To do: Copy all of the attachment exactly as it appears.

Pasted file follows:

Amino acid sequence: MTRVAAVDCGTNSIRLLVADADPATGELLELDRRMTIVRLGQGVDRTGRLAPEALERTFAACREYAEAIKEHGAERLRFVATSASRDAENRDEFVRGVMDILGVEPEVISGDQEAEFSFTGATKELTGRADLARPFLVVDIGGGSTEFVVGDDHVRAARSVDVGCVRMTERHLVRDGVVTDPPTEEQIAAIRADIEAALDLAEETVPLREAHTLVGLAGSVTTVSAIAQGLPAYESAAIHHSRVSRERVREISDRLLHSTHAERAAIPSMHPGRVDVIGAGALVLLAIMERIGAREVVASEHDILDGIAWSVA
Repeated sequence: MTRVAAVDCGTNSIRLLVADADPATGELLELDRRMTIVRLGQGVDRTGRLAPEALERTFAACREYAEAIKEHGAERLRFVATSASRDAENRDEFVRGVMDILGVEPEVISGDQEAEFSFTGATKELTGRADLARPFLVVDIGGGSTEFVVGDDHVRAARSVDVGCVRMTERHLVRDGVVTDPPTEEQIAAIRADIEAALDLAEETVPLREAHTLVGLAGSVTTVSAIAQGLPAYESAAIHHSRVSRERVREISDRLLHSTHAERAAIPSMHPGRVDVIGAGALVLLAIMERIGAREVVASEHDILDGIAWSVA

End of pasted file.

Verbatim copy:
Amino acid sequence: MTRVAAVDCGTNSIRLLVADADPATGELLELDRRMTIVRLGQGVDRTGRLAPEALERTFAACREYAEAIKEHGAERLRFVATSASRDAENRDEFVRGVMDILGVEPEVISGDQEAEFSFTGATKELTGRADLARPFLVVDIGGGSTEFVVGDDHVRAARSVDVGCVRMTERHLVRDGVVTDPPTEEQIAAIRADIEAALDLAEETVPLREAHTLVGLAGSVTTVSAIAQGLPAYESAAIHHSRVSRERVREISDRLLHSTHAERAAIPSMHPGRVDVIGAGALVLLAIMERIGAREVVASEHDILDGIAWSVA
Repeated sequence: MTRVAAVDCGTNSIRLLVADADPATGELLELDRRMTIVRLGQGVDRTGRLAPEALERTFAACREYAEAIKEHGAERLRFVATSASRDAENRDEFVRGVMDILGVEPEVISGDQEAEFSFTGATKELTGRADLARPFLVVDIGGGSTEFVVGDDHVRAARSVDVGCVRMTERHLVRDGVVTDPPTEEQIAAIRADIEAALDLAEETVPLREAHTLVGLAGSVTTVSAIAQGLPAYESAAIHHSRVSRERVREISDRLLHSTHAERAAIPSMHPGRVDVIGAGALVLLAIMERIGAREVVASEHDILDGIAWSVA